The Delhi High Court on Thursday expressed concern over claims of destruction of evidence regarding identity of the police personnel who were involved in the 1987 Hashimpura massacre and diversion of compensation meant for the imemdiate kin of the victims. A bench of Justices Gita Mittal and Anu Malhotra termed it as “painful” that despite 42 people losing their lives in the massacre, the state government did not have the records about to whom weapons and bullets were issued on that day.
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“We are informed that despite clear statutory provisions, the district level legal services authority was attempting to divert the aid to distant relatives who are disentitled to compensation.
“We are also told the pro rata distribution of the compensation among the dependants of the victims was being unfairly done. This cannot be countenanced,” the court said, noting that the compensation was only meant to be disbursed to victims and their dependants.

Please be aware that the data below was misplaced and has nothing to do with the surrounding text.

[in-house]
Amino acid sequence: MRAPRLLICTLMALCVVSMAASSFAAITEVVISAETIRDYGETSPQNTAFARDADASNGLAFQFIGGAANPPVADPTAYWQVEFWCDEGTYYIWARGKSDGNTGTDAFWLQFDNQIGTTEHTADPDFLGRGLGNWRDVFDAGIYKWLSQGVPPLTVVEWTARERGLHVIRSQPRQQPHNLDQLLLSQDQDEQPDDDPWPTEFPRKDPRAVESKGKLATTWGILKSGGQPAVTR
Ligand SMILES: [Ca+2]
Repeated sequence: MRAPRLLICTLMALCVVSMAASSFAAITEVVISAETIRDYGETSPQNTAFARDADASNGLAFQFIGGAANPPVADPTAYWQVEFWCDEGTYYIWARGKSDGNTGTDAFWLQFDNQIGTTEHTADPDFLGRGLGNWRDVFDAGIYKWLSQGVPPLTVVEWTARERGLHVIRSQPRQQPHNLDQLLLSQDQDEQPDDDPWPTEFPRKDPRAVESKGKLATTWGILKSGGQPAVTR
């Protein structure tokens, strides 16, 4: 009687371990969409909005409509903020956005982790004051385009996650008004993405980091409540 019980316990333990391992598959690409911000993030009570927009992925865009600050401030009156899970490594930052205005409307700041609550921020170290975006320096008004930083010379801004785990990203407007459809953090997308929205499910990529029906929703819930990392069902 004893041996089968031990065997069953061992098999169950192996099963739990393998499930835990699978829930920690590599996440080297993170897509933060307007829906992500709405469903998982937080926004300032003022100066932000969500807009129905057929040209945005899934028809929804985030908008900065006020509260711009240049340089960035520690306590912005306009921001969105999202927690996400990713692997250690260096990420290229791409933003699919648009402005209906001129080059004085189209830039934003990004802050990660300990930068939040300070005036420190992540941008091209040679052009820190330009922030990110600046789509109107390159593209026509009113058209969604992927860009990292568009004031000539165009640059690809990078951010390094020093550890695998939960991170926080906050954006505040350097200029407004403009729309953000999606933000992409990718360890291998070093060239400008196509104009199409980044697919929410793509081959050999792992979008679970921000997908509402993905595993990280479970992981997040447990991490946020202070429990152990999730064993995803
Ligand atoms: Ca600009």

While it did not pass any order regarding the evidence aspect, the court directed the secretary of the district legal services authority, which was disbursing the compensation, to put the distribution on hold till the next date of hearing on January 12, 2017.
It also directed the authority to place before it the list of people identified for payment of compensation.
During the brief hearing, senior advocate Rebecca John, who appeared for the victims, told the court that compensation was being disbursed to distant relatives and not the immediate kin or dependants of the victims and survivors of the massacre.
She and advocate Vrinda Grover, who appeared for the National Human Rights Commission, contended that people were called for identifying the accused nearly 20 years after the incident.
Both the advocates also alleged that the state did not carry out the elementary investigation and also destroyed evidence.
NHRC has intervened in the matter seeking further probe into the massacre in the Hashimpura locality of Meerut in Uttar Pradesh.